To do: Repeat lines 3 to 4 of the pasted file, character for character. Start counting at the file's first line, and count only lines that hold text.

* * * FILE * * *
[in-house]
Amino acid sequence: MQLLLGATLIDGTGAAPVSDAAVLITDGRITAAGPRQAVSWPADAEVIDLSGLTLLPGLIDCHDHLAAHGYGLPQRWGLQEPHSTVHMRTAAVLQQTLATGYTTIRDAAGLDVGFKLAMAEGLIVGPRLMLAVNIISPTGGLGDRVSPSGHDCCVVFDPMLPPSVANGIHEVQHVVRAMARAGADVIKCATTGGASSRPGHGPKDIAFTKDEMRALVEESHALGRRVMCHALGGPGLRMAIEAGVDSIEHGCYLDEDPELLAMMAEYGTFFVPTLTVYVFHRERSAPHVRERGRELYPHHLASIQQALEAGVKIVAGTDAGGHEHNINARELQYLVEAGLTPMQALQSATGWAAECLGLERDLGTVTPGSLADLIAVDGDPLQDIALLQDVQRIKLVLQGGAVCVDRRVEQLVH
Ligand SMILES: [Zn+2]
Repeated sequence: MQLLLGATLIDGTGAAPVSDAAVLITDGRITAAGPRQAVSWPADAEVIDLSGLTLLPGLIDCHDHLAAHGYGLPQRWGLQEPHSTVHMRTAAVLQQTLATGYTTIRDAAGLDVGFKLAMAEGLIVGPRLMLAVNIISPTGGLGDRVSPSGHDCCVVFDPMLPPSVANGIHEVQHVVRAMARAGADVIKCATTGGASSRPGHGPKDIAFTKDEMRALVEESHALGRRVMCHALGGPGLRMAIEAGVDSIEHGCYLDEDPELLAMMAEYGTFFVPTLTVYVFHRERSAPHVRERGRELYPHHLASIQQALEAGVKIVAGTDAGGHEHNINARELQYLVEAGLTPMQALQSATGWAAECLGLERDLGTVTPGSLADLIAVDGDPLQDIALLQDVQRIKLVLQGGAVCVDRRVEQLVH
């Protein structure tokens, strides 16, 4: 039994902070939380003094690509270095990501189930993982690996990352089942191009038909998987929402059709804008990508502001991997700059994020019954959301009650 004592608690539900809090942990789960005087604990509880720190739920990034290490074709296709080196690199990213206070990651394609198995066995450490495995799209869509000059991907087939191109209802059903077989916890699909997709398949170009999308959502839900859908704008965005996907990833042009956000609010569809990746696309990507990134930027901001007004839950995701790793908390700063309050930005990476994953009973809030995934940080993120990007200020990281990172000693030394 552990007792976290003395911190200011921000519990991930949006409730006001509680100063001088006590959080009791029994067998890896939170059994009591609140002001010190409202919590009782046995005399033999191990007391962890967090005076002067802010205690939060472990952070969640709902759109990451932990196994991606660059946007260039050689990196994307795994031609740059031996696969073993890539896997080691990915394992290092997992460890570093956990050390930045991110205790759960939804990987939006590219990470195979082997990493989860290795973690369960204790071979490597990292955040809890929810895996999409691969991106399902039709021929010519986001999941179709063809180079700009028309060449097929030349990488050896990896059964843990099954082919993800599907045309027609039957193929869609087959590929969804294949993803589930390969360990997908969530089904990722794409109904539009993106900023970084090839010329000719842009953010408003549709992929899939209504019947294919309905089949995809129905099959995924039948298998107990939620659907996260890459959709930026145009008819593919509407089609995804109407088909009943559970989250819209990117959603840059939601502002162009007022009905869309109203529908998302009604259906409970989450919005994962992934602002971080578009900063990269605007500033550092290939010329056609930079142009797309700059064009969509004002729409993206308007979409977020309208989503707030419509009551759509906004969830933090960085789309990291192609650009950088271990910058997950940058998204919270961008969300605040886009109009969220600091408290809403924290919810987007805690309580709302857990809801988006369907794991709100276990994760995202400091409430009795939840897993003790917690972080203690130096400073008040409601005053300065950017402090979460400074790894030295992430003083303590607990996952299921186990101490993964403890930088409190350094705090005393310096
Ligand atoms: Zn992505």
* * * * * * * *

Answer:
Ligand SMILES: [Zn+2]
Repeated sequence: MQLLLGATLIDGTGAAPVSDAAVLITDGRITAAGPRQAVSWPADAEVIDLSGLTLLPGLIDCHDHLAAHGYGLPQRWGLQEPHSTVHMRTAAVLQQTLATGYTTIRDAAGLDVGFKLAMAEGLIVGPRLMLAVNIISPTGGLGDRVSPSGHDCCVVFDPMLPPSVANGIHEVQHVVRAMARAGADVIKCATTGGASSRPGHGPKDIAFTKDEMRALVEESHALGRRVMCHALGGPGLRMAIEAGVDSIEHGCYLDEDPELLAMMAEYGTFFVPTLTVYVFHRERSAPHVRERGRELYPHHLASIQQALEAGVKIVAGTDAGGHEHNINARELQYLVEAGLTPMQALQSATGWAAECLGLERDLGTVTPGSLADLIAVDGDPLQDIALLQDVQRIKLVLQGGAVCVDRRVEQLVH